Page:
). To account for this, we propose an extension of this simple formulation into a mixed model in which effects are mediated by changes in both glutamatergic and GABAergic signaling within local excitation–inhibition networks (Logothetis 2008). The excitability of the cortical output neurons (as reflected by the MEP) is controlled by associative mechanisms of LTD, whereby both NMDA-receptor–dependent mechanisms and GABA input control excitability (Tsumoto 1992
There is one more important aspect that may help to explain our present findings. LTD of GABAA
synapses is predominantly presynaptic, being mediated through endocannabinoids (Tsumoto 1992
). On the other hand, LTD at glutamatergic synapses is more likely to involve postsynaptic changes (Hess and Donoghue 1996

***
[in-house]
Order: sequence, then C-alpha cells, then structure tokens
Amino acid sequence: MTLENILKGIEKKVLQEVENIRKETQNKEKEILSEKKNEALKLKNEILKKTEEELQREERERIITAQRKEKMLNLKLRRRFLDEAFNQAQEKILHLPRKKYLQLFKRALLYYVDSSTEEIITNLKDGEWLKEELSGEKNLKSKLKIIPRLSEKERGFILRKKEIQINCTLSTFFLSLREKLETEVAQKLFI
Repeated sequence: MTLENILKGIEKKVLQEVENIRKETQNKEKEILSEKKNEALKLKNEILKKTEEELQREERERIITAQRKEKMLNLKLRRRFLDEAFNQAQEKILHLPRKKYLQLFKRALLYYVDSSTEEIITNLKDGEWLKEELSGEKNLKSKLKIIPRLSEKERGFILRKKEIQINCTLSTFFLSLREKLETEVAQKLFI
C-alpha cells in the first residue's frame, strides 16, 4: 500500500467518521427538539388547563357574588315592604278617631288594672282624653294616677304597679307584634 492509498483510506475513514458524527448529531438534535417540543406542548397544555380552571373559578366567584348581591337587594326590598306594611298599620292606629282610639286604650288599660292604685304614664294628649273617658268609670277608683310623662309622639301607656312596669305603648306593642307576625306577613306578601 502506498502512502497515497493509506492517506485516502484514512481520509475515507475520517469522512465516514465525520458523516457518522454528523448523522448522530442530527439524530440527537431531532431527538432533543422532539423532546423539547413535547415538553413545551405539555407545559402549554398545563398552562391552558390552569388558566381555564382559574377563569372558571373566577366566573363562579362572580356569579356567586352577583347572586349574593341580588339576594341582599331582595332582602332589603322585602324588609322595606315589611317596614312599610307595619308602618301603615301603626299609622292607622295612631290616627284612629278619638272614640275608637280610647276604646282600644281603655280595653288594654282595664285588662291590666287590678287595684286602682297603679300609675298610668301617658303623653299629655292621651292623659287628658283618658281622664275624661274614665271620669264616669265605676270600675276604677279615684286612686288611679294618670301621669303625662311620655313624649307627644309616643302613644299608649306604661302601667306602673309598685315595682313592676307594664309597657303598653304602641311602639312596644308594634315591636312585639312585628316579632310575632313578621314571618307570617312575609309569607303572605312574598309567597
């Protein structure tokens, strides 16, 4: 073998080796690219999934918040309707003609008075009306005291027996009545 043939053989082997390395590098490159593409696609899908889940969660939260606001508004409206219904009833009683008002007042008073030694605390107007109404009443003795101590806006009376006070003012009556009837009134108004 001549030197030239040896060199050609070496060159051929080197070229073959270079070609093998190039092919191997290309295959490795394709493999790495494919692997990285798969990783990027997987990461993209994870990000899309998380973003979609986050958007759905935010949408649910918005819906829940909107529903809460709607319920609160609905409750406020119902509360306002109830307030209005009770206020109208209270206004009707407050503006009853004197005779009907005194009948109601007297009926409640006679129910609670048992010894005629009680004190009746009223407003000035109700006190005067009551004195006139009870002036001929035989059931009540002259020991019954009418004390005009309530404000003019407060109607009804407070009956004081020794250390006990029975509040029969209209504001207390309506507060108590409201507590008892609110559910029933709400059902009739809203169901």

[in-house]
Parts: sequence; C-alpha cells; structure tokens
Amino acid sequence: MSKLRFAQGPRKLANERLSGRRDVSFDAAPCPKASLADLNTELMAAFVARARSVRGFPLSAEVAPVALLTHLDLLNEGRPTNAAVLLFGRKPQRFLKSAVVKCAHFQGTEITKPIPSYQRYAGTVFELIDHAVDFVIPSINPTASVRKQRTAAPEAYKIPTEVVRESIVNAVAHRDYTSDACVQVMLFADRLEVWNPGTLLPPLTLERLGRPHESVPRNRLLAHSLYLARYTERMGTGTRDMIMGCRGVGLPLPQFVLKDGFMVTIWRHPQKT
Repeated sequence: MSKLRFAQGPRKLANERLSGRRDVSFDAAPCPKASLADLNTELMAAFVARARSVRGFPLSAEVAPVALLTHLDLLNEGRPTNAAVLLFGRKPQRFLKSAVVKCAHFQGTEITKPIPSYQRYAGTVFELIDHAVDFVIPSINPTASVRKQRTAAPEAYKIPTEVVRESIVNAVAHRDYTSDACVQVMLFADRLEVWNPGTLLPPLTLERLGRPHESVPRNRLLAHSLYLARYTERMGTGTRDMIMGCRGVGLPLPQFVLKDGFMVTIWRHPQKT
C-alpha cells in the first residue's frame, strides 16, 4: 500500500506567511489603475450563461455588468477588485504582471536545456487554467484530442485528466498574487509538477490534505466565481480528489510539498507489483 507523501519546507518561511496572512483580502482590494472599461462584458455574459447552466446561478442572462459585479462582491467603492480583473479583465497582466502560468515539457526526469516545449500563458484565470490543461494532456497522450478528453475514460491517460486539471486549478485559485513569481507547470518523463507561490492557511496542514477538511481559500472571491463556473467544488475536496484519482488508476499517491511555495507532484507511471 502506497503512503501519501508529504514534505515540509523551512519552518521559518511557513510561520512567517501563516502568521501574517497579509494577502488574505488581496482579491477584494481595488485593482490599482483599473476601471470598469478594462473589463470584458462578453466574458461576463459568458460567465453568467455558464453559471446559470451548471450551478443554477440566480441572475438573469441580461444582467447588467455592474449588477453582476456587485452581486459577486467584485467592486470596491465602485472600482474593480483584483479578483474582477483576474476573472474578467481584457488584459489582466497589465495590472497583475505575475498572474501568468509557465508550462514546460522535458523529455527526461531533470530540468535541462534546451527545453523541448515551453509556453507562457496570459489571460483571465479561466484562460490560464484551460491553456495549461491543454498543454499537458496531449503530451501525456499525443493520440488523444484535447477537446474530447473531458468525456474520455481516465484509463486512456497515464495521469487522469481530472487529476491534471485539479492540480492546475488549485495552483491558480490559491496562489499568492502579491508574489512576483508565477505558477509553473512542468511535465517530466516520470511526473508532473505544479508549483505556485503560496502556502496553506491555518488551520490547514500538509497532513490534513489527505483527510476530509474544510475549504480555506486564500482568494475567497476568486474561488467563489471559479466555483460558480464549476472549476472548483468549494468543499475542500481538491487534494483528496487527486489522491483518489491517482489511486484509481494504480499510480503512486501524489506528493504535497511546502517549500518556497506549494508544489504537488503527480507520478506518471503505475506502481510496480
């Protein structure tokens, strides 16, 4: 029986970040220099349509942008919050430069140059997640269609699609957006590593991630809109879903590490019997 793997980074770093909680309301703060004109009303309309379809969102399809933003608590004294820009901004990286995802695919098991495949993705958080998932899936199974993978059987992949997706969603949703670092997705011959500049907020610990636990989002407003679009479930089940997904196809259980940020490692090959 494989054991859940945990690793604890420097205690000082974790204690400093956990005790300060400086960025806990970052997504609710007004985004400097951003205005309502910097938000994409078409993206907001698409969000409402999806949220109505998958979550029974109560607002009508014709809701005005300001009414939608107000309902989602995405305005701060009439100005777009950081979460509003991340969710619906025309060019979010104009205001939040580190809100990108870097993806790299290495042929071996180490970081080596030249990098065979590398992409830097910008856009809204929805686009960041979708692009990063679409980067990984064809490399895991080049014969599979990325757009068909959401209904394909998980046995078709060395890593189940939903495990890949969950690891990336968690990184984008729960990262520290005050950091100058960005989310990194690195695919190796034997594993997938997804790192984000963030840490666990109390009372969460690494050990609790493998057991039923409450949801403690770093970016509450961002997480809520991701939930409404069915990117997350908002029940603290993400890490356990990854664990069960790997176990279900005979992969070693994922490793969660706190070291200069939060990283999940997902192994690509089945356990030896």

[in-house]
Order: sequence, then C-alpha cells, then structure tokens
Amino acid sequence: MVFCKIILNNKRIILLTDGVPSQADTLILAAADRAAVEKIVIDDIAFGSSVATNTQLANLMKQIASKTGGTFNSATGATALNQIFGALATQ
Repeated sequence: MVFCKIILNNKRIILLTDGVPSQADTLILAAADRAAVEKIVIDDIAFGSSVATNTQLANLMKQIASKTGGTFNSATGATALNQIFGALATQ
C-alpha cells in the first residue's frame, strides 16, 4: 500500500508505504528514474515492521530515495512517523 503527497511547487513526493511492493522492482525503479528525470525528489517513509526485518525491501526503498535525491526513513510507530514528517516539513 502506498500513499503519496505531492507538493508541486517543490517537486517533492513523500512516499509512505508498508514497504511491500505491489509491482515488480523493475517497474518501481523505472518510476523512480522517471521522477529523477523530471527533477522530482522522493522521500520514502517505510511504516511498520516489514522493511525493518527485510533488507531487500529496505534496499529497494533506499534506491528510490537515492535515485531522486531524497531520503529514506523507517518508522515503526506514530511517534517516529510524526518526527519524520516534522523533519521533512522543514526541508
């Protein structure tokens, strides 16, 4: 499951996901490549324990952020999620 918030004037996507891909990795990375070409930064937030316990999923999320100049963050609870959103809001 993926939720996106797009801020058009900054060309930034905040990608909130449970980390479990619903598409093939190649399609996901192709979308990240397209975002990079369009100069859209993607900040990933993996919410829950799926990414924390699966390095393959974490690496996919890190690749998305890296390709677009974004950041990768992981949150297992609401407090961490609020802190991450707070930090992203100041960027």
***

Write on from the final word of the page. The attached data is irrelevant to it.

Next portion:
). Previous work shows that cTBS reduces the effectiveness of excitatory inputs to MEP generators in motor cortex, as well as the effectiveness of the circuits mediating short-intracortical inhibition (SICI) (Huang et al. 2008
). In both cases, cTBS is likely to provoke activity in GABAergic and glutamatergic circuits that may be followed by an increased synthesis of both transmitters. However, on termination of cTBS, presynaptic LTD at GABAergic neurons prevents further GABA release. This leads to increased presynaptic GABA levels that in turn increase the MRS signal. On the other hand, presynaptic release of glutamate is unchanged and no accumulation of glutamate should occur. Consequently, no changes in Glx should occur.
This explanation would make the previous pharmacological studies—suggesting that the aftereffects of cTBS are NMDA-receptor dependent (Huang et al. 2007